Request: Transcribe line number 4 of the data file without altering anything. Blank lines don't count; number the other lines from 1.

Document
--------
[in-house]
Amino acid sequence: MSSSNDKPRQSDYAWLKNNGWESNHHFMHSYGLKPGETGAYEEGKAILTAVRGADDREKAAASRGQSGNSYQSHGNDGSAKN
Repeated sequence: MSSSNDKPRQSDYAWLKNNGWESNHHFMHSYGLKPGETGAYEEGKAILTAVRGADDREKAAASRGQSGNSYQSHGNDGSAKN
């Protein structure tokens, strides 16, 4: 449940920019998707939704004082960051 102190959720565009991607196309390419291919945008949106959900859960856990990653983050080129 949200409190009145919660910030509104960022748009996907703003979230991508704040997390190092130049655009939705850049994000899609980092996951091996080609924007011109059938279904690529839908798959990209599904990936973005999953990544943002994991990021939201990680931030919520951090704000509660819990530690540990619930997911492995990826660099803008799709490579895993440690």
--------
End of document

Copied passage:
């Protein structure tokens, strides 16, 4: 449940920019998707939704004082960051 102190959720565009991607196309390419291919945008949106959900859960856990990653983050080129 949200409190009145919660910030509104960022748009996907703003979230991508704040997390190092130049655009939705850049994000899609980092996951091996080609924007011109059938279904690529839908798959990209599904990936973005999953990544943002994991990021939201990680931030919520951090704000509660819990530690540990619930997911492995990826660099803008799709490579895993440690």